The September 4th ( 1st Tuesday, the day after Labor Day) Cornell Club Book Club Meeting will be hosted by Eli Kaufman. Eli has chosen the book Grandfather Stories by Samuel Hopkins Adams.
From Wikipedia: “Grandfather Stories
is a book of 23 historical tales by journalist and novelist Samuel Hopkins Adams
. Three were originally published in Woman’s Day
and 15 in The New Yorker
. Most of the stories take place in upper New York State
, along the Erie Canal
. Those stories told by his grandfather occur in the 1820s; others, when Adams was a boy in the 1870s and 1880s. Adams does not state how much of the tales is fact and how much is fiction; some are clearly his own memoirs, others are historical fiction, and still others seem to be a reconstruction of his grandfather’s life experiences.“
Contact Celinda Crego ’79 at firstname.lastname@example.org for additional information.
Cornell Club of Greater Buffalo at Shakespeare in Delaware Park
For groups of more than one – bring a blanket or your own chair and find a spot on the hill – come chat with us before the show or at intermission!
Cornell in Buffalo and the Cornell High Road Fellows Present:
“Health Equity and Democracy”
featuring Jamila Michener
Thursday, June 28th 6-8pm, TR Inaugural Site
Jamila Michener will be speaking at the Theodore Roosevelt Inaugural Site about her book Fragmented Democracy: Medicaid, Federalism, and Unequal Politics:
“Medicaid is the single largest public health insurer in the United States, covering upwards of 70 million Americans. Crucially, Medicaid is also an intergovernmental program that yokes poverty to federalism: the federal government determines its broad contours, while states have tremendous discretion over how Medicaid is designed and implemented. Where some locales are generous and open handed, others are tight-fisted and punitive. In Fragmented Democracy, Jamila Michener demonstrates the consequences of such disparities for democratic citizenship. Unpacking how federalism transforms Medicaid beneficiaries’ interpretations of government and structures their participation in politics, the book examines American democracy from the vantage point(s) of those who are living in or near poverty, (disproportionately) Black or Latino, and reliant on a federated government for vital resources.”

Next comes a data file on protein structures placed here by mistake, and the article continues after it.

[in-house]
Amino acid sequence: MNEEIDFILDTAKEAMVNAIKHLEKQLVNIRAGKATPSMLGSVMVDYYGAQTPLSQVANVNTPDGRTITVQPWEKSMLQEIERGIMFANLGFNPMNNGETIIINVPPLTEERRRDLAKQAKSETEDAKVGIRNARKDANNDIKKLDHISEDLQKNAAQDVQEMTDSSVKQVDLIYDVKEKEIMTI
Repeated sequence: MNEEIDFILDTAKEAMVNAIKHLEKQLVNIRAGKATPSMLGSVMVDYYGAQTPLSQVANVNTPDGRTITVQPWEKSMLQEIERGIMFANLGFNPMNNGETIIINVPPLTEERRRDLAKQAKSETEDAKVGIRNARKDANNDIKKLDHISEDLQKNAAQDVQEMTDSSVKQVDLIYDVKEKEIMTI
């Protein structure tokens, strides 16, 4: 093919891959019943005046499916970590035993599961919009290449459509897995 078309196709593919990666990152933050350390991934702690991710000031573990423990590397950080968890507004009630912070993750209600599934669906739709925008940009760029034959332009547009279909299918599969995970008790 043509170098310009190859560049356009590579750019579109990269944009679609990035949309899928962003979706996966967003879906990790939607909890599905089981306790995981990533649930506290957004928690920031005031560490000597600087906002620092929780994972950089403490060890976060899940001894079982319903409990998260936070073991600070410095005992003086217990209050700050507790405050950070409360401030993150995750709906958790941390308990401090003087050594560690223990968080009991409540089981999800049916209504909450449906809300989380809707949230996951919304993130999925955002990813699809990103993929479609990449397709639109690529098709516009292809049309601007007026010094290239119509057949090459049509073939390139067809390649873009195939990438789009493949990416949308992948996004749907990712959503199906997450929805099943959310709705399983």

Jamila Michener is an Assistant professor in the department of Government at Cornell University. Her research focuses on poverty and racial inequality in American politics. More specifically, her work explores two overarching themes: the conditions under which economically and racially disadvantaged groups engage in the political process, and the role of the state in shaping the political and economic trajectories of marginalized communities. Centering on these concerns, her research has been supported by the Ford Foundation, the National Science Foundation and the Robert Wood Johnson Foundation.
Despite a questionable forecast for last Saturday morning, the rains stopped and we had a dry hike. The trail was very challenging in terms of rocks to step over, lots of puddles, and steps to climb. Everyone certainly had their workout for the day!
We came across a 5 month old stray cat two miles into the remote trail, deep in the Niagara Gorge. So Deborah and Bob Kosobucki ’73 carried it out, and took it to the SPCA. During the drive, the Kosobuckis decided to adopt him, and now have him at home in foster status before formal adoption.
As tempting as the name Ezra was, Deborah and Bob have named him Kitty. After just a few days of training, Kitty has already shown himself to be smart by cat standards (and very affectionate!). Kitty is in training so that he will respond to voice commands, especially ‘no’, and so that he won’t scratch or bite. Bob’s a bit of a ‘cat whisper’ and is working to establish trust with Kitty.
A big thank you to Bob Kosobucki ’73 for not only leading a challenging hike, but for taking in Kitty as well!